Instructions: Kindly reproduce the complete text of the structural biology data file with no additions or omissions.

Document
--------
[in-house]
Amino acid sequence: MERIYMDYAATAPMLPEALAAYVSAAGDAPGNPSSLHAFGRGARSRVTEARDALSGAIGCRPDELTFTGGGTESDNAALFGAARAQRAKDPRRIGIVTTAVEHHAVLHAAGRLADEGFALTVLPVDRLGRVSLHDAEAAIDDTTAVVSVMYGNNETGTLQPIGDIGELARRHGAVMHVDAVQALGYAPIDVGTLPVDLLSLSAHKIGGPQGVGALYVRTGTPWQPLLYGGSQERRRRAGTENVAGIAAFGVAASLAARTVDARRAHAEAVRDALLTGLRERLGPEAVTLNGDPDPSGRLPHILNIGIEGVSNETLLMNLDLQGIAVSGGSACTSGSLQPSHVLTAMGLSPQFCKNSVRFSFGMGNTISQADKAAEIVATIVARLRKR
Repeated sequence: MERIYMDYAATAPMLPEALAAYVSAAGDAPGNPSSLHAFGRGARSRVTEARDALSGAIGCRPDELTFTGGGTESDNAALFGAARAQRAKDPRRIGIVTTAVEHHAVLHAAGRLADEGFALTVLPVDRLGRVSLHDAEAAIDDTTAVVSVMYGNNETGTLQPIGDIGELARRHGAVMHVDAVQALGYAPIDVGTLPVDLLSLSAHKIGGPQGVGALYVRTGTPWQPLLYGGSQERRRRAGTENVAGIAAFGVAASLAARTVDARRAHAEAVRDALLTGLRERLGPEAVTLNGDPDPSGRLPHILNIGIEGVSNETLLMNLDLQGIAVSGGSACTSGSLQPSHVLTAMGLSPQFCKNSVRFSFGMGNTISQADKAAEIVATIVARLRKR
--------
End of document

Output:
[in-house]
Amino acid sequence: MERIYMDYAATAPMLPEALAAYVSAAGDAPGNPSSLHAFGRGARSRVTEARDALSGAIGCRPDELTFTGGGTESDNAALFGAARAQRAKDPRRIGIVTTAVEHHAVLHAAGRLADEGFALTVLPVDRLGRVSLHDAEAAIDDTTAVVSVMYGNNETGTLQPIGDIGELARRHGAVMHVDAVQALGYAPIDVGTLPVDLLSLSAHKIGGPQGVGALYVRTGTPWQPLLYGGSQERRRRAGTENVAGIAAFGVAASLAARTVDARRAHAEAVRDALLTGLRERLGPEAVTLNGDPDPSGRLPHILNIGIEGVSNETLLMNLDLQGIAVSGGSACTSGSLQPSHVLTAMGLSPQFCKNSVRFSFGMGNTISQADKAAEIVATIVARLRKR
Repeated sequence: MERIYMDYAATAPMLPEALAAYVSAAGDAPGNPSSLHAFGRGARSRVTEARDALSGAIGCRPDELTFTGGGTESDNAALFGAARAQRAKDPRRIGIVTTAVEHHAVLHAAGRLADEGFALTVLPVDRLGRVSLHDAEAAIDDTTAVVSVMYGNNETGTLQPIGDIGELARRHGAVMHVDAVQALGYAPIDVGTLPVDLLSLSAHKIGGPQGVGALYVRTGTPWQPLLYGGSQERRRRAGTENVAGIAAFGVAASLAARTVDARRAHAEAVRDALLTGLRERLGPEAVTLNGDPDPSGRLPHILNIGIEGVSNETLLMNLDLQGIAVSGGSACTSGSLQPSHVLTAMGLSPQFCKNSVRFSFGMGNTISQADKAAEIVATIVARLRKR